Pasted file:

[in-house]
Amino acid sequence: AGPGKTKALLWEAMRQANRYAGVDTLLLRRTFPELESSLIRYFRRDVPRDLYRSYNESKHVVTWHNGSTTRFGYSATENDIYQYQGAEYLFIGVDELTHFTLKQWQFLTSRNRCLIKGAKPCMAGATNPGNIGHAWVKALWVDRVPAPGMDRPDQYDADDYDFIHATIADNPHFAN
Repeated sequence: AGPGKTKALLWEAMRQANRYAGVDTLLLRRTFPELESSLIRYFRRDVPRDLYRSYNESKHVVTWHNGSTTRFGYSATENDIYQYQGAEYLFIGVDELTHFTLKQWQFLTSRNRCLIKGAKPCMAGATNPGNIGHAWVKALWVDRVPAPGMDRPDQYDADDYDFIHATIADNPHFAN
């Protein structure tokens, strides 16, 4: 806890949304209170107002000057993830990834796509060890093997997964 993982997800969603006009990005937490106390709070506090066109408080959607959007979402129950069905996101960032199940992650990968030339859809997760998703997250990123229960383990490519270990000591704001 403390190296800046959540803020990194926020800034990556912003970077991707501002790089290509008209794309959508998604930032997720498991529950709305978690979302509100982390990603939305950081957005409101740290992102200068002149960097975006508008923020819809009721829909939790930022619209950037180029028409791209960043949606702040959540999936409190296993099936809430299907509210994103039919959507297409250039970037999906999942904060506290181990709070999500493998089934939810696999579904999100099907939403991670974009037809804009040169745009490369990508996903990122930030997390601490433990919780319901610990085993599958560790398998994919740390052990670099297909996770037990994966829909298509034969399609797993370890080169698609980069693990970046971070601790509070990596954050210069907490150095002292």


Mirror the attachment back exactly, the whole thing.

[in-house]
Amino acid sequence: AGPGKTKALLWEAMRQANRYAGVDTLLLRRTFPELESSLIRYFRRDVPRDLYRSYNESKHVVTWHNGSTTRFGYSATENDIYQYQGAEYLFIGVDELTHFTLKQWQFLTSRNRCLIKGAKPCMAGATNPGNIGHAWVKALWVDRVPAPGMDRPDQYDADDYDFIHATIADNPHFAN
Repeated sequence: AGPGKTKALLWEAMRQANRYAGVDTLLLRRTFPELESSLIRYFRRDVPRDLYRSYNESKHVVTWHNGSTTRFGYSATENDIYQYQGAEYLFIGVDELTHFTLKQWQFLTSRNRCLIKGAKPCMAGATNPGNIGHAWVKALWVDRVPAPGMDRPDQYDADDYDFIHATIADNPHFAN
């Protein structure tokens, strides 16, 4: 806890949304209170107002000057993830990834796509060890093997997964 993982997800969603006009990005937490106390709070506090066109408080959607959007979402129950069905996101960032199940992650990968030339859809997760998703997250990123229960383990490519270990000591704001 403390190296800046959540803020990194926020800034990556912003970077991707501002790089290509008209794309959508998604930032997720498991529950709305978690979302509100982390990603939305950081957005409101740290992102200068002149960097975006508008923020819809009721829909939790930022619209950037180029028409791209960043949606702040959540999936409190296993099936809430299907509210994103039919959507297409250039970037999906999942904060506290181990709070999500493998089934939810696999579904999100099907939403991670974009037809804009040169745009490369990508996903990122930030997390601490433990919780319901610990085993599958560790398998994919740390052990670099297909996770037990994966829909298509034969399609797993370890080169698609980069693990970046971070601790509070990596954050210069907490150095002292």